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Gamasutra's Best of 2016: Brandon Sheffield's top 5 indie games from not-America
Gamasutra's Best of 2016: Brandon Sheffield's top 5 indie games from not-America
December 19, 2016 | By Brandon Sheffield

December 19, 2016 | By Brandon Sheffield
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More: Indie, Programming, Art, Design



Brandon Sheffield is a senior contributing editor at Gamasutra.

I have a hard time saying no when someone asks me to speak at a tradeshow. Sometimes I even seek it out!

It's a good way to travel without having to have a lot of money, while also meeting tons of indie devs I would never otherwise have met.

Through my travels this year, I've been privy to a bunch of interesting games that were not at all on my radar previously. And now they can be on yours!!

Missing (Leena Kejriwal. iOS/Android, India)

Missing is a flawed, but very interesting game. It's about young girls being sold into prostitution – you play as the young girl. It's made by a solo dev in India, with input from former sex workers, with the intention of raising awareness of the plight of women sold into prostitution.

As a game, it's a bit rough. Your character doesn't always go where you want, and the mechanics can feel a bit tacked on and gamey, for the message it's trying to convey. But the message itself comes across loud and clear. The game makes you uncomfortable to play it, and even the imperfections, like lack of transition between certain phases of the game, only adds to the idea of loss and misery.

It's not a fun game, but I'm glad it was made. I voted for this game to win best indie game of NASSCOM GDC, and it did, above better, more complete games. And with good reason, I think.

SEUM: Speedrunners From Hell (Pine Studio, Steam, Croatia) 

SEUM is a game I was lucky to see in a few states of development. When I first saw it at Reboot Develop in Croatia, it was 2015. The game had been worked on for a few months, and was rough. It was a good idea, but I wasn't sure where it was going.

The game is designed for speed running. You have three simple inputs – move, jump, and fireball. With these three actions, you try to get to a portal at the end of the level as quickly as possible. It worked, but had a lot of annoying little things that kept me out of the experience.

Roll into Reboot Develop 2016, and SEUM is there again. And they fixed everything I complained about in 2015, and a lot of other stuff, besides. It's really one of those “man, why didn't I think of this,” kind of games, where the idea is really simple, but the execution is what makes it work. Unfortunately, it didn't really get a lot of notice, but it's good, dang it!!

My Last Friday (Gadan Games, Platform TBD, Hungary)

Full disclosure, I'm helping this game out a bit with script and business stuff, but that's something that came *after* I discovered it was so good. I discovered the game for the first time during an indie competition in Germany, and while it isn't finished, the demo that exists is extremely polished.

My Last Friday is the first game by Gadan Games, a solo developer from a relatively small town in Hungary. It's a survival horror game in which: 
1) puzzle difficulty is variable
2) combat is part of the experience, and you're not limited or terrible at it
3) combat is not the focus of the experience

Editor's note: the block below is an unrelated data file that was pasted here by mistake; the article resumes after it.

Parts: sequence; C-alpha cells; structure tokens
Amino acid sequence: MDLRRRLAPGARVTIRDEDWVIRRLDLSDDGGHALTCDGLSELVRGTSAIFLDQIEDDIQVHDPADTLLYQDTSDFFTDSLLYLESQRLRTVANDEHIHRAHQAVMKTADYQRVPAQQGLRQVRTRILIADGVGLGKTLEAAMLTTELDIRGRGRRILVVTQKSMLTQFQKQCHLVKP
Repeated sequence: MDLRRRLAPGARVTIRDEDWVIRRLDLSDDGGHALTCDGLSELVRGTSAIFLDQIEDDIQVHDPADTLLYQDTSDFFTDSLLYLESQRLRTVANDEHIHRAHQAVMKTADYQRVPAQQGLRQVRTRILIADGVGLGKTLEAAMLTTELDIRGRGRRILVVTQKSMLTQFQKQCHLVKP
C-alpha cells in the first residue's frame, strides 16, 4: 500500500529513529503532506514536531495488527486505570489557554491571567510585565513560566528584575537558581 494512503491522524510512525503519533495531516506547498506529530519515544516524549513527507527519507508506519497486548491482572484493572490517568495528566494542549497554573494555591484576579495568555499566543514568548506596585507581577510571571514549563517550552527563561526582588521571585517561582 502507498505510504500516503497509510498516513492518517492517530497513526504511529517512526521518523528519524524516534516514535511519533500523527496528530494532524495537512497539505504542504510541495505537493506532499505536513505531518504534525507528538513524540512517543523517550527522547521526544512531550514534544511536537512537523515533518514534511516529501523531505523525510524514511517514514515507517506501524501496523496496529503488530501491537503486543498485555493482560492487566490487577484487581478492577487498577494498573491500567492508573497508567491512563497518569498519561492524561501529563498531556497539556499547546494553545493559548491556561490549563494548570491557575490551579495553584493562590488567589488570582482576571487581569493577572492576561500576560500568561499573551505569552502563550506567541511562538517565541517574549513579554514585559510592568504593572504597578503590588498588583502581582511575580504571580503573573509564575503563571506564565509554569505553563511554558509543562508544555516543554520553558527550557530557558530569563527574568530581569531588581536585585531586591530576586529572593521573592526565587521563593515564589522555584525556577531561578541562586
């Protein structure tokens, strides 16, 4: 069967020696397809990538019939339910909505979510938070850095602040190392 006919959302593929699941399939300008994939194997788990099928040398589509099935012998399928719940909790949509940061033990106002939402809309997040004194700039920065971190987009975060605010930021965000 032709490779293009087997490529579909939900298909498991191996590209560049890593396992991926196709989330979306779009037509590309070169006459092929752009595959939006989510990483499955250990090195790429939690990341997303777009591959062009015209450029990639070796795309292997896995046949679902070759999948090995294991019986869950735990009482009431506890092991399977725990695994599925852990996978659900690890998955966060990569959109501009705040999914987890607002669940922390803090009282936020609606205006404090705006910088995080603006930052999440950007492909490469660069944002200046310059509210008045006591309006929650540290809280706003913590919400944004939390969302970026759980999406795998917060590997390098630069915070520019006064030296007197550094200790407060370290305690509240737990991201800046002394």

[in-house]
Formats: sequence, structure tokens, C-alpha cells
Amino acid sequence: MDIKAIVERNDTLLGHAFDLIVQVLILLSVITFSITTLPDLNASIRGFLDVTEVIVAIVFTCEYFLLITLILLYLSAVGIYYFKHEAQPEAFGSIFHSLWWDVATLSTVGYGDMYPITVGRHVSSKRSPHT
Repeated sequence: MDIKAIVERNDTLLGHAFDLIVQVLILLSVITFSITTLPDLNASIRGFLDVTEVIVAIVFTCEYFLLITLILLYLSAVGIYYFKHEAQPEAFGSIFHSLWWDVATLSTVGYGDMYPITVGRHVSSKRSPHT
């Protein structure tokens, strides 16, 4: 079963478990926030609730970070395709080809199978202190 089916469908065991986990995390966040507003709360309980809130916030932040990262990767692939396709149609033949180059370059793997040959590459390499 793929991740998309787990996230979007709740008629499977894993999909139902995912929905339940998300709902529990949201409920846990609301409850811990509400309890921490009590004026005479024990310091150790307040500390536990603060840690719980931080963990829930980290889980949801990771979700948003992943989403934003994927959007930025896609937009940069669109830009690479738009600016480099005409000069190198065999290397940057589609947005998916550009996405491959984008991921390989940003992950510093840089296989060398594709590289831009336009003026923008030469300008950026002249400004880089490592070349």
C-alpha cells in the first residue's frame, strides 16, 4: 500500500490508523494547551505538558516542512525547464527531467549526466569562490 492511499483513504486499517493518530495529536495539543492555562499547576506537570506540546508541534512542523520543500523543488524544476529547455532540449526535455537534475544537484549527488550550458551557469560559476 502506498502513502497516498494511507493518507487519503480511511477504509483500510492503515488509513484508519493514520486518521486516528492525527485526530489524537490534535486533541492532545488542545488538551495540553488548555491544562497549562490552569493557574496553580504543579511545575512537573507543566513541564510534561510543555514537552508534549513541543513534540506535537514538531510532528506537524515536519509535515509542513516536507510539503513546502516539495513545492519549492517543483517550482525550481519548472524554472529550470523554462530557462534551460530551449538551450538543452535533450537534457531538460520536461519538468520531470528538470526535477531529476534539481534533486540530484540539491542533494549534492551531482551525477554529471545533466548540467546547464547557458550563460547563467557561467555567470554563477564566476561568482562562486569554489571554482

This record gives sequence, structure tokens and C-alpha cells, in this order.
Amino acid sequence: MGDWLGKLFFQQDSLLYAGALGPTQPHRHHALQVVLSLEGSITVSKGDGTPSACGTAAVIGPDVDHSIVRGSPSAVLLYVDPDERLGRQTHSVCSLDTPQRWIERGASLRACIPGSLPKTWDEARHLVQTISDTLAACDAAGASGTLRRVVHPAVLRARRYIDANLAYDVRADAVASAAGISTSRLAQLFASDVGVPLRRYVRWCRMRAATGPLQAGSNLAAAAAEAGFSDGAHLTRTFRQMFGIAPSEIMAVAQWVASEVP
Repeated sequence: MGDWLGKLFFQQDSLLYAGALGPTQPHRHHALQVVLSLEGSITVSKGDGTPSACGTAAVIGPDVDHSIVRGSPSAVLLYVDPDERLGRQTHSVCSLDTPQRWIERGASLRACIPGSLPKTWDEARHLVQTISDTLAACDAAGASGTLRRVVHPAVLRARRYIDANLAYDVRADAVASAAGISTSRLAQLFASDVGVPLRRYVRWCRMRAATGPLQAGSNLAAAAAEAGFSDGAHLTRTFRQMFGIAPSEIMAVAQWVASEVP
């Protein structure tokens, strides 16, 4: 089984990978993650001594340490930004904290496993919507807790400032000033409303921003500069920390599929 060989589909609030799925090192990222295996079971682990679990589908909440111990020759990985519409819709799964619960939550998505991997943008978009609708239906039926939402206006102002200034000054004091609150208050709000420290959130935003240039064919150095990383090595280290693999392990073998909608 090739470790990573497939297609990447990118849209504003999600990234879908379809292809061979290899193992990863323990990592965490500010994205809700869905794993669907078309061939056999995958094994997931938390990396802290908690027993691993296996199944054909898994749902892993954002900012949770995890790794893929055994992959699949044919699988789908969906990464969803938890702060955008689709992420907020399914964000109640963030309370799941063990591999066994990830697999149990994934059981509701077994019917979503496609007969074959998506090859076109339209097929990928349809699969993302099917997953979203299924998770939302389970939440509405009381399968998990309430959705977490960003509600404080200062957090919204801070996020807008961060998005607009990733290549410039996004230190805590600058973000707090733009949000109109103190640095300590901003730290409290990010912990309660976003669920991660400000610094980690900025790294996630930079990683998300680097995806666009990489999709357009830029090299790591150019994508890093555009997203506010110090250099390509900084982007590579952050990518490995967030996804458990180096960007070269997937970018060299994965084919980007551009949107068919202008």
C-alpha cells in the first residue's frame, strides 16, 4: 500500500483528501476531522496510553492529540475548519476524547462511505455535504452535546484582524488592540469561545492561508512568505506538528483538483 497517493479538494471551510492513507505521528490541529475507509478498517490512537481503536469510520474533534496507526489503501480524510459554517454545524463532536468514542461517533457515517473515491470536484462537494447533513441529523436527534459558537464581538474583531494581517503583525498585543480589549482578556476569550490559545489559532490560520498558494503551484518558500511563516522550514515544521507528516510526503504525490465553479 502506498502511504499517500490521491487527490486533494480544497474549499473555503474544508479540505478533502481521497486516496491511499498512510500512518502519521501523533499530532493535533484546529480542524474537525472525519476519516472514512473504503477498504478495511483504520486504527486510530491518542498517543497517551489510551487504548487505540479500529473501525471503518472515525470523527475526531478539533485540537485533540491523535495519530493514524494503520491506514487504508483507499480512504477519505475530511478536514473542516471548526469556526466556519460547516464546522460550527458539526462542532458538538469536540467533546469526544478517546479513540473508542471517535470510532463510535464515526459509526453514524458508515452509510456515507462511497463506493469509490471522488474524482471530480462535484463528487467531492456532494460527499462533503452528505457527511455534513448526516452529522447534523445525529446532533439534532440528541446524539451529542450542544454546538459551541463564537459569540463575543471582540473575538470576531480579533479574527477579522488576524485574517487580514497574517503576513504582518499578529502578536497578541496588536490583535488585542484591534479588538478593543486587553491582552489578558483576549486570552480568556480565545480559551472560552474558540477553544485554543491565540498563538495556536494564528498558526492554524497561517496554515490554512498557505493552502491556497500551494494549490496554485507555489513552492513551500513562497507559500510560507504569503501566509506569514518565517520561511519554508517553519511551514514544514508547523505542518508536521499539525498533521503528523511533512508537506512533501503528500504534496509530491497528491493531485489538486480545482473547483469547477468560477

4) the space you're in feels real (and stressful)
5) the theme is really, really, odd.

The demo starts out with you in a bloody room, as do many – but the way the environmental storytelling basically leads you to learn that this is taking place before (or during!?) your prom is like… yikes. It's weird, man.

Asura (Ogre Head Studios, Steam, India)

Asura is the most “normal” game on the list, here. It's a roguelike based on Indian mythology (you play as Asura, he of the wrath), with snappy controls, a fun weapon leveling mechanic, and a randomly generated skill tree (though you level it yourself).

It's “just a video game,” but I like just video games! It was the best game I saw at Nasscom GDC in Hyderabad, and it's currently in playable beta. 

Intifada: Free Palestine (Paco Ludo, Board Game, S. Korea)

Intifada: Free Palestine is a board game in which you play as one of several roles – student, political activist, terrorist, et cetera, trying to solve the problems between Israel and Palestine. The mechanics are not perfect, and like Missing, seem to try a bit too hard to put game mechanics into a message, but again, the message does come across.

It's one of those games that you can win, but even when you win it feels as though everyone has lost. The game is currently only available for print and play in Korean (as I understand), but the team has been working to make an English version. 

I met with the team, Paco Ludo, near Seoul, at a B2B game conference. They had to come all the way over just to see us, because, well, nobody else at the conference wanted to play a game about Palestine. 

Honorable mention:
Cerulean Moon (Spain) 
This game is not out yet, but is already the best iOS platformer I've ever played.

these ding dong machines (S. Korea) 
Riding in these stupid idiot machines made me feel like a real life mech pilot – who was also a cat who had no idea where it was. Good fun.

Void Pyramid (A. Hagen and Shea Kennedy, I think, maybe from Canada?)
A weird, curious, exploratory small RPG for your Android phone. Lots of secrets, lots of mystery. Just a cool thing you can play if you like weird stuff. 

Hungry for more 2016 best-of? Gamasutra published its Top 10 Games of 2016, Top 10 Game Developers of 2016Top 5 Trends of 2016 and Top 5 Events that shaped the year. Gamasutra contributors also each wrote up a personal top-five list -- and you can read them here: Kris GraftAlex WawroBryant FrancisKatherine CrossChris BakerAlissa McAloonChris Kerr, and Phill Cameron.



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